Voeckler keeps overall lead
QUIMPER, France -- Lance Armstrong knows exactly where his biggest rival stands in the Tour de France.
While Jan Ullrich went largely unnoticed in the crash-marred first week, Armstrong has been paying close attention to the German and figures he'll be a factor in the mountain stages.
"That's OK to be quiet so far," Armstrong told The Associated Press on Sunday. "He's been safe, conservative and out of the way."
Still, doubts about Ullrich remain.
"Where's Ullrich?" read a headline Sunday in the French sports newspaper L'Equipe, speculating that a cold he had in the week before the race could have hurt him.
But his team insists all is well, and Armstrong rejected suggestions that the 30-year-old German has lost his drive after five second-place finishes -- one off the record in the event.
"He's hungry," Armstrong said after he and other riders arrived by plane Sunday in Limoges.
After a rest day Monday, the race heads for three days into the Massif Central, a mountainous, agricultural plateau offering an indication of how riders will fare in tougher climbs through the Pyrenees and Alps later in the three-week event.
"We'll start to see the start of the real race," said Armstrong, seeking his record sixth straight title.
Norway's Thor Hushovd, the winner Sunday in a hilly but fast stage through Brittany in western France, and other speedsters will give way in the mountains to more nimble climbers and all-arounders such as Ullrich and Armstrong.
French champion Thomas Voeckler retained the overall leader's yellow jersey, with Armstrong sixth -- 9 minutes, 35 seconds behind. Ullrich was 20th -- 55 seconds behind the American.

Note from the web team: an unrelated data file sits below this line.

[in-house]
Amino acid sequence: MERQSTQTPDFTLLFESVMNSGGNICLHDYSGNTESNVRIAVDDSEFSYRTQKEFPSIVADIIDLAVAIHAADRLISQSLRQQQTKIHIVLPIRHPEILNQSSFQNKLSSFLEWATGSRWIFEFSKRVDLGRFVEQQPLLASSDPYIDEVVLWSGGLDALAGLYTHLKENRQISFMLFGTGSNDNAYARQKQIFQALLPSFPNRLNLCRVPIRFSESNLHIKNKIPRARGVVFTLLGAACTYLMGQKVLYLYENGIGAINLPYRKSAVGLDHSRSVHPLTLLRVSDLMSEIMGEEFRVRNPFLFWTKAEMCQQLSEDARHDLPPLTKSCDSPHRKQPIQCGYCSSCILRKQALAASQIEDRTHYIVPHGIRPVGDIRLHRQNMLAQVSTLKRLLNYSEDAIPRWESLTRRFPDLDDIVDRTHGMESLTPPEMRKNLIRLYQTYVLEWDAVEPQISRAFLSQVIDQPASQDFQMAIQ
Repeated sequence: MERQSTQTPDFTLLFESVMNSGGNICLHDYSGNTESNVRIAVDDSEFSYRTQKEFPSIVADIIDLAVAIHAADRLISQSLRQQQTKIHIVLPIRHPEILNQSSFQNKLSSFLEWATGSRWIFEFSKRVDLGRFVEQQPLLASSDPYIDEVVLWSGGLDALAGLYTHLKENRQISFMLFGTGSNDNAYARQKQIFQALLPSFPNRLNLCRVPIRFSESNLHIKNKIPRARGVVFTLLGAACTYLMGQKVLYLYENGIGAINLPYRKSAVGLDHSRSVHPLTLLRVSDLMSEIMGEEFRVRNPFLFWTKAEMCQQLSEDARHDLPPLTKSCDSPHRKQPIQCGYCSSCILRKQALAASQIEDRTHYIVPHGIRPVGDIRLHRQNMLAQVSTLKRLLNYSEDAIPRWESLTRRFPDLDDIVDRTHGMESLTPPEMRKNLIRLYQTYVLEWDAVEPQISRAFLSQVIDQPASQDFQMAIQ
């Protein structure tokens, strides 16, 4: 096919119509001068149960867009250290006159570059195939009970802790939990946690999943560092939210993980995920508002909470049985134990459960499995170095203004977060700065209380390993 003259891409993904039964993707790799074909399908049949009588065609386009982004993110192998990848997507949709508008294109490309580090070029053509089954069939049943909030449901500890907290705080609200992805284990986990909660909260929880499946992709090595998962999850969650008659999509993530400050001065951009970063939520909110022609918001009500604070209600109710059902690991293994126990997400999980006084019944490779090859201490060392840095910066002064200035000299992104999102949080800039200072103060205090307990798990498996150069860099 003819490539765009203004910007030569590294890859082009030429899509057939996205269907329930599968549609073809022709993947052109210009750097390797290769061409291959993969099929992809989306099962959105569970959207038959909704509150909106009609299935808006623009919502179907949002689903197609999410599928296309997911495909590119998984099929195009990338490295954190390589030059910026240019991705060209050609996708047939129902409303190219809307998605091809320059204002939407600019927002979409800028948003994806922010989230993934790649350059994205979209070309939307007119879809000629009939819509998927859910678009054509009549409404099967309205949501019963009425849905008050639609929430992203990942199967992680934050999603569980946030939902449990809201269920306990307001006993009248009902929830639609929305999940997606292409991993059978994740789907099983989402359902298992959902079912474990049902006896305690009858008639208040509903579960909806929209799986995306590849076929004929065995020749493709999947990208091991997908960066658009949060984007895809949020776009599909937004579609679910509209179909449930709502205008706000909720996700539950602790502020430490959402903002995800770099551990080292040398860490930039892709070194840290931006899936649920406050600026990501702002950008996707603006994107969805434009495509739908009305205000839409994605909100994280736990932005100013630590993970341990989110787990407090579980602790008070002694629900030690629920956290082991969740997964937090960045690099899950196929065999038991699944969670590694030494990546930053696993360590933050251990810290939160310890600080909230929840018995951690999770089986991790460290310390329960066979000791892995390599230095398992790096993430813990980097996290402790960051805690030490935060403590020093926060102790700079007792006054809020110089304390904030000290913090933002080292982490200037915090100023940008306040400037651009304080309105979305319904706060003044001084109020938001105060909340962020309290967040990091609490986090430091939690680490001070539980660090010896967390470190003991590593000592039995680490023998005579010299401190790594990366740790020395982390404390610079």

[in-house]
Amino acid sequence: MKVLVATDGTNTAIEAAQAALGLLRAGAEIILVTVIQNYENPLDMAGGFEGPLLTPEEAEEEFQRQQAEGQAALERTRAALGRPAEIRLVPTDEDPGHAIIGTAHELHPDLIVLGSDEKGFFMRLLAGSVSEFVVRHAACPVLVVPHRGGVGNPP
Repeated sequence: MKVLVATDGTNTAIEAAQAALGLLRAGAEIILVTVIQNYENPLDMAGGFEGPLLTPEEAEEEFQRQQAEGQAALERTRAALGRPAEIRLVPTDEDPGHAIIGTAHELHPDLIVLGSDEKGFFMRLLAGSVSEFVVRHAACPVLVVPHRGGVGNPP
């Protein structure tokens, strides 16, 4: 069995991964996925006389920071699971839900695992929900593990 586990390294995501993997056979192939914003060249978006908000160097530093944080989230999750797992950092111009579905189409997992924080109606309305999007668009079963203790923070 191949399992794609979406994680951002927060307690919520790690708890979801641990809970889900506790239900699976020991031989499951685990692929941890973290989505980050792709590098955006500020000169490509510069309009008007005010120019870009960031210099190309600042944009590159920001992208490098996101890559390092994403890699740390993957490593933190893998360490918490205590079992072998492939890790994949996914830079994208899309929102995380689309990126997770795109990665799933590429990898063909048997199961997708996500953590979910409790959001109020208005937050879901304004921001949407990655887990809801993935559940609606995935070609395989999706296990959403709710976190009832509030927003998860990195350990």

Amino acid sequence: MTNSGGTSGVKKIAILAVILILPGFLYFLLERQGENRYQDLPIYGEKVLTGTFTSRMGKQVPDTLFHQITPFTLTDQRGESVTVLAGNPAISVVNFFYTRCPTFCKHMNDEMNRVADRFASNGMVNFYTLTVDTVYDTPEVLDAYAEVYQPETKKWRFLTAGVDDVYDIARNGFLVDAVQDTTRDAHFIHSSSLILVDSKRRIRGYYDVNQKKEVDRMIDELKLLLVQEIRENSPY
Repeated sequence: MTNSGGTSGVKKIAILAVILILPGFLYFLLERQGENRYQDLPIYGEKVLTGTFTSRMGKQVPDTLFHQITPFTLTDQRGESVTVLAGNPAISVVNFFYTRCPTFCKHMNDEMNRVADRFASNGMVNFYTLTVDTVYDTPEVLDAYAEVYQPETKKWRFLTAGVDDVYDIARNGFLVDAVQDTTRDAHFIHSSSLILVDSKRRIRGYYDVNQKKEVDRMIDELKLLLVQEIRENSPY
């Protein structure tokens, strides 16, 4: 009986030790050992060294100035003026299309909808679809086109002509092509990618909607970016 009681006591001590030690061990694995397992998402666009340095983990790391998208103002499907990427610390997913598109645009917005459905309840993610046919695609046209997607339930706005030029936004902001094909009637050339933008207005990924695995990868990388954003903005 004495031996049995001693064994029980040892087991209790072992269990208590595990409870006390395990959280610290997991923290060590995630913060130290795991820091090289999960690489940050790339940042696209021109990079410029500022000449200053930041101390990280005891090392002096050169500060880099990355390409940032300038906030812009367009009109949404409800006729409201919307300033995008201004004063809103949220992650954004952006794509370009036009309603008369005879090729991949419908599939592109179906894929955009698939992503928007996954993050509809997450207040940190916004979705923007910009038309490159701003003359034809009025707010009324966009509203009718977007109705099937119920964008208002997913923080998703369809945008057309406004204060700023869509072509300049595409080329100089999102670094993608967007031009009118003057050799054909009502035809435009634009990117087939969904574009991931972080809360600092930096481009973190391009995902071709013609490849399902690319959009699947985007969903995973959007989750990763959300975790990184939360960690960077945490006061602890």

More than half of the 188 riders who started the race July 3 have been involved in crashes -- the latest Sunday in the 104.4-mile stage from Lamballe to Quimper in Brittany.
A dog scampering into the pack of riders near the end felled French rider Samuel Dumoulin, who was nearly 11 minutes behind Hushovd's winning time of 3 hours, 54 minutes, 22 seconds.
The crashes are largely due to rain that slickened roads, early nerves and the high speeds of sprints at the end of almost every stage last week. Teams looking to shepherd their leaders toward the front of the pack, out of trouble, fueled jitters by boxing for position.
Armstrong and other top riders, including American Tyler Hamilton and Italy's Ivan Basso, are likely to make moves to wrest the yellow jersey from Voeckler before the race finishes in Paris on July 25.
Ullrich said he was looking forward to having Monday off to do "some unwinding."
Armstrong was largely content to have made it through the harrowing first week intact -- fearful that a crash could end his hopes for another title.
"It's been a crazy first week," he said. "I don't ever remember doing one like that."
Copyright 2004 by The Associated Press